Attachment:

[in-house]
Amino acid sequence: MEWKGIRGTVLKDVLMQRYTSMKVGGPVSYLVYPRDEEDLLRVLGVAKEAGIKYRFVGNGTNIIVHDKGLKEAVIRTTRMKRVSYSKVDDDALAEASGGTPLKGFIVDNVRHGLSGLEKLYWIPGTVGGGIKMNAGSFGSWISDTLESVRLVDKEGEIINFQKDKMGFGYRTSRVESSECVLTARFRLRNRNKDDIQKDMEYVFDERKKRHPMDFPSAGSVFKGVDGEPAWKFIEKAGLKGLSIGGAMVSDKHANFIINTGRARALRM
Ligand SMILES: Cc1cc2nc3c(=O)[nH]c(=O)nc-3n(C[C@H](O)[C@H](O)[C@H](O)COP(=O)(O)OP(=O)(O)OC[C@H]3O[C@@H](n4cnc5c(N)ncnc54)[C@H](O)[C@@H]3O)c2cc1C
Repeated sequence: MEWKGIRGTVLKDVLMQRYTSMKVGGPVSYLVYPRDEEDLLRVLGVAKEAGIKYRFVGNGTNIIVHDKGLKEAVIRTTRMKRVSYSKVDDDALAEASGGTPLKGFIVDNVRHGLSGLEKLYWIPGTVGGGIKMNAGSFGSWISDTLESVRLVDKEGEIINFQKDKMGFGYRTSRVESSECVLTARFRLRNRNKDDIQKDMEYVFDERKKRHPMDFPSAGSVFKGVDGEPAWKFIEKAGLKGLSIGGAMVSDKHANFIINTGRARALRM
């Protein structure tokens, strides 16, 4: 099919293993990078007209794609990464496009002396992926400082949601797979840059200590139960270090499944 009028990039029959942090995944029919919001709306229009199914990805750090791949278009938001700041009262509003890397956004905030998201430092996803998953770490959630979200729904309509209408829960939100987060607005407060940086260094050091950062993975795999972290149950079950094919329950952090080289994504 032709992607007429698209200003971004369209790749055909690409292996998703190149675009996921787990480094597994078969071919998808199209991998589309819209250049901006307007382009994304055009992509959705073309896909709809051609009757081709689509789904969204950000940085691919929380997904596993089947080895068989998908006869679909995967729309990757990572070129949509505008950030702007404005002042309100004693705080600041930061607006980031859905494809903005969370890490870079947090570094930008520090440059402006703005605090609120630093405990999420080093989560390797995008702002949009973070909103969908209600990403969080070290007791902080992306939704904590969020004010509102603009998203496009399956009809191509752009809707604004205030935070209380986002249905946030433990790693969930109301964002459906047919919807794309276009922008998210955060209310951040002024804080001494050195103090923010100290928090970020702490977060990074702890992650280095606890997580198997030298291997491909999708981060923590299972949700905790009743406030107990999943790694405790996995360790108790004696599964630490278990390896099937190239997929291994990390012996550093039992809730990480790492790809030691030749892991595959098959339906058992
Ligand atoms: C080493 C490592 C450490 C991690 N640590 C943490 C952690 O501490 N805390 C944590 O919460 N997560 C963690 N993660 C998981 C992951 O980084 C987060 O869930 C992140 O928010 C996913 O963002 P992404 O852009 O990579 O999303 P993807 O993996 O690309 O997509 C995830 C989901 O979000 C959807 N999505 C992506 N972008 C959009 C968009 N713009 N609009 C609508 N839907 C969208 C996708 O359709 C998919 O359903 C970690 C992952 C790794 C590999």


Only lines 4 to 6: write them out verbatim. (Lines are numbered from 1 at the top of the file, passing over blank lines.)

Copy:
Repeated sequence: MEWKGIRGTVLKDVLMQRYTSMKVGGPVSYLVYPRDEEDLLRVLGVAKEAGIKYRFVGNGTNIIVHDKGLKEAVIRTTRMKRVSYSKVDDDALAEASGGTPLKGFIVDNVRHGLSGLEKLYWIPGTVGGGIKMNAGSFGSWISDTLESVRLVDKEGEIINFQKDKMGFGYRTSRVESSECVLTARFRLRNRNKDDIQKDMEYVFDERKKRHPMDFPSAGSVFKGVDGEPAWKFIEKAGLKGLSIGGAMVSDKHANFIINTGRARALRM
């Protein structure tokens, strides 16, 4: 099919293993990078007209794609990464496009002396992926400082949601797979840059200590139960270090499944 009028990039029959942090995944029919919001709306229009199914990805750090791949278009938001700041009262509003890397956004905030998201430092996803998953770490959630979200729904309509209408829960939100987060607005407060940086260094050091950062993975795999972290149950079950094919329950952090080289994504 032709992607007429698209200003971004369209790749055909690409292996998703190149675009996921787990480094597994078969071919998808199209991998589309819209250049901006307007382009994304055009992509959705073309896909709809051609009757081709689509789904969204950000940085691919929380997904596993089947080895068989998908006869679909995967729309990757990572070129949509505008950030702007404005002042309100004693705080600041930061607006980031859905494809903005969370890490870079947090570094930008520090440059402006703005605090609120630093405990999420080093989560390797995008702002949009973070909103969908209600990403969080070290007791902080992306939704904590969020004010509102603009998203496009399956009809191509752009809707604004205030935070209380986002249905946030433990790693969930109301964002459906047919919807794309276009922008998210955060209310951040002024804080001494050195103090923010100290928090970020702490977060990074702890992650280095606890997580198997030298291997491909999708981060923590299972949700905790009743406030107990999943790694405790996995360790108790004696599964630490278990390896099937190239997929291994990390012996550093039992809730990480790492790809030691030749892991595959098959339906058992
Ligand atoms: C080493 C490592 C450490 C991690 N640590 C943490 C952690 O501490 N805390 C944590 O919460 N997560 C963690 N993660 C998981 C992951 O980084 C987060 O869930 C992140 O928010 C996913 O963002 P992404 O852009 O990579 O999303 P993807 O993996 O690309 O997509 C995830 C989901 O979000 C959807 N999505 C992506 N972008 C959009 C968009 N713009 N609009 C609508 N839907 C969208 C996708 O359709 C998919 O359903 C970690 C992952 C790794 C590999």